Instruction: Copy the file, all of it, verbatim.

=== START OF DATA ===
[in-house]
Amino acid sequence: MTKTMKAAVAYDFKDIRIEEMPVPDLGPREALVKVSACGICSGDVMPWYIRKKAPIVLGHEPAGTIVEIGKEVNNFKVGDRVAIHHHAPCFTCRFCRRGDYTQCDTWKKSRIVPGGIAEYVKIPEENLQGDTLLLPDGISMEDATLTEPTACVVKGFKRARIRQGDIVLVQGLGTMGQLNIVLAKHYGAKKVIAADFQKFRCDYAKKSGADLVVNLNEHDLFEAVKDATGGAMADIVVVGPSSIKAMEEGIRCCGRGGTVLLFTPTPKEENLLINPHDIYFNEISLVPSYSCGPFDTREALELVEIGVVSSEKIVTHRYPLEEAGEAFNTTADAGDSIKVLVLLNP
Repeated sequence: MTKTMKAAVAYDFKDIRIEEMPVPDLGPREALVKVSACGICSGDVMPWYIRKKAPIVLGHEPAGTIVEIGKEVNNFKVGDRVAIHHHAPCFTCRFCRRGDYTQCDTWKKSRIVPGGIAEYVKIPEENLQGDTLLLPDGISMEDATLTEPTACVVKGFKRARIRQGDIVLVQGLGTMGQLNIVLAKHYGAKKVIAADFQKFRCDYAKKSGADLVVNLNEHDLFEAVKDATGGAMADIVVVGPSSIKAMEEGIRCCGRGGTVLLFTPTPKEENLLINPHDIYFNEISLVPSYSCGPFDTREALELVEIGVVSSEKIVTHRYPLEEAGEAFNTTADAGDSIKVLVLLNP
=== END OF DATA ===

[in-house]
Amino acid sequence: MTKTMKAAVAYDFKDIRIEEMPVPDLGPREALVKVSACGICSGDVMPWYIRKKAPIVLGHEPAGTIVEIGKEVNNFKVGDRVAIHHHAPCFTCRFCRRGDYTQCDTWKKSRIVPGGIAEYVKIPEENLQGDTLLLPDGISMEDATLTEPTACVVKGFKRARIRQGDIVLVQGLGTMGQLNIVLAKHYGAKKVIAADFQKFRCDYAKKSGADLVVNLNEHDLFEAVKDATGGAMADIVVVGPSSIKAMEEGIRCCGRGGTVLLFTPTPKEENLLINPHDIYFNEISLVPSYSCGPFDTREALELVEIGVVSSEKIVTHRYPLEEAGEAFNTTADAGDSIKVLVLLNP
Repeated sequence: MTKTMKAAVAYDFKDIRIEEMPVPDLGPREALVKVSACGICSGDVMPWYIRKKAPIVLGHEPAGTIVEIGKEVNNFKVGDRVAIHHHAPCFTCRFCRRGDYTQCDTWKKSRIVPGGIAEYVKIPEENLQGDTLLLPDGISMEDATLTEPTACVVKGFKRARIRQGDIVLVQGLGTMGQLNIVLAKHYGAKKVIAADFQKFRCDYAKKSGADLVVNLNEHDLFEAVKDATGGAMADIVVVGPSSIKAMEEGIRCCGRGGTVLLFTPTPKEENLLINPHDIYFNEISLVPSYSCGPFDTREALELVEIGVVSSEKIVTHRYPLEEAGEAFNTTADAGDSIKVLVLLNP